Recession confirmed in Japan — tell us something we don’t know

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No need to get excited over the fact that the Japanese economy has now contracted two consecutive quarters (no shooting the messenger). That was largely already factored into equities, thus explaining the severely depressed levels registered of late. However, as The Economist reported in its latest edition, the “Toyota shock” of a sharp decline in expected earnings (-74% fiscal y-o-y) reverberated across Japan, bringing home the realization, to some, that stocks may not be so cheap anymore. So, it may be the case that we are closer to fair value, in spite of a market that pretty much trades at book value.

Looking at earnings, we see that on trailing basis, stocks trade at just under 11x, whereas on a forward basis, they’re closer to 15x (as of 11/14 close per the Nikkei). The problem is that while there were some economists who thought Japan could avoid a recession, economists now point to the carnage in equity markets in October (and the subsequent job losses announced across the U.S. and EU, in addition to a likely further decline in capital spending) and fear the worst has yet to come. After gapping down Monday, Japanese stocks managed to close in positive territory on rather light volume/turnover, a trend of late (N225 +0.7% and TOPIX +0.4%), although respective futures settlements are more telling at +0.1% and -0.5%.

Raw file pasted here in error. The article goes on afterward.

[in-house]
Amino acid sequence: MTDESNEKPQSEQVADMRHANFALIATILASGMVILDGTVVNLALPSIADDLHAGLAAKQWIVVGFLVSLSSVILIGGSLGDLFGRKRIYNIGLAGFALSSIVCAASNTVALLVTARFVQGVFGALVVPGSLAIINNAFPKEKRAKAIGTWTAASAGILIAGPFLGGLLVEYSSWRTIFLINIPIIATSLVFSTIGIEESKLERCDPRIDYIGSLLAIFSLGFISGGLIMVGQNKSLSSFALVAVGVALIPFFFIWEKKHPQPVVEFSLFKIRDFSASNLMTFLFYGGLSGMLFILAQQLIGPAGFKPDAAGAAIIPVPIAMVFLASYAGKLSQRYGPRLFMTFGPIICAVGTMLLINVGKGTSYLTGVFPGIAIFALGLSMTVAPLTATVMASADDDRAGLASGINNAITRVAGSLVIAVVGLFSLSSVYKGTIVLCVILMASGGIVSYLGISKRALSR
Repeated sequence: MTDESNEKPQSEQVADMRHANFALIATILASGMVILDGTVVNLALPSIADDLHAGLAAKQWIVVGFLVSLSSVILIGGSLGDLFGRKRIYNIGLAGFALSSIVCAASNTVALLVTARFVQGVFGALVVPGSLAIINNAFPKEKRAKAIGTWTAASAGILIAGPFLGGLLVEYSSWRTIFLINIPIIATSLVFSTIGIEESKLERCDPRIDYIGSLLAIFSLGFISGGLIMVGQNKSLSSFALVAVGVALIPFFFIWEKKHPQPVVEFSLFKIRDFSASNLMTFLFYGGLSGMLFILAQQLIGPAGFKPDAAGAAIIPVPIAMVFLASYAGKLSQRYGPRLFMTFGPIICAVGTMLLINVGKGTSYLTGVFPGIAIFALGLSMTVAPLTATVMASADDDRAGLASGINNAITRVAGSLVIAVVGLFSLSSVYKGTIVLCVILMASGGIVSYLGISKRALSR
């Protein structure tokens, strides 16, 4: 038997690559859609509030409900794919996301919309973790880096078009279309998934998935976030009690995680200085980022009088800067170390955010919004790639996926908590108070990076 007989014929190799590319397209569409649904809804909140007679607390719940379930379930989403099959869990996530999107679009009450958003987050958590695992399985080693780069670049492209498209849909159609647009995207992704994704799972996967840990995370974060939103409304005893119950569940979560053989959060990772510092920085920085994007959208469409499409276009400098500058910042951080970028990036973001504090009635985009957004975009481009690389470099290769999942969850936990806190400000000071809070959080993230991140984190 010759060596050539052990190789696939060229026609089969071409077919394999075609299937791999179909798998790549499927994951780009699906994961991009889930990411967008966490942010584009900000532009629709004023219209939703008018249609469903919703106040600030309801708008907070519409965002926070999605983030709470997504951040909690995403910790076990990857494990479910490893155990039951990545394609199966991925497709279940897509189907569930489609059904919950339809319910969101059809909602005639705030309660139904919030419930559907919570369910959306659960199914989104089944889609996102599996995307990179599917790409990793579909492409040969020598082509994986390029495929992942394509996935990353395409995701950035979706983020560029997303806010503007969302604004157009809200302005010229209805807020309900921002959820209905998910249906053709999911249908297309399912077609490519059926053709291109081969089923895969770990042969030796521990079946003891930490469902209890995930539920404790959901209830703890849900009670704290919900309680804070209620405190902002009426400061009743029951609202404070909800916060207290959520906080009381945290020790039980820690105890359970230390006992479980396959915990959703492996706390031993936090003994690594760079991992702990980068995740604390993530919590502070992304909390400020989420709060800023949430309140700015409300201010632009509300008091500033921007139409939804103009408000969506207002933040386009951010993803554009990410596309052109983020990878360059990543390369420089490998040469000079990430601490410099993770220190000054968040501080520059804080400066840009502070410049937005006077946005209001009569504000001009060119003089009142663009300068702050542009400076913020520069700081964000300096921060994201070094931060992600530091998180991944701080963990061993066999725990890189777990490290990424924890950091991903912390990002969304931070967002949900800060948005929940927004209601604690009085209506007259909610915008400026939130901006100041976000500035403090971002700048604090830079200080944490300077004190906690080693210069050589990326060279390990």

Where do we stand? Up over 20% from the 26-year lows of red October, but in continually deteriorating conditions, the bearish case appears to get the nod. The Economist is dead-on when it states the obvious concerning valuations and also in its conclusion that what Japan needs long-term remains the same … but don’t expect much other than complete coupling to the world economy. Liken the still many enticing valuations to a modern adaptation of Hemingway’s The Old Man and the Sea, with the setting captured in chiaroscuro. If you happen to be long the market, be hopeful that pension funds remain your friend and in the very least, that defensive stocks hold up.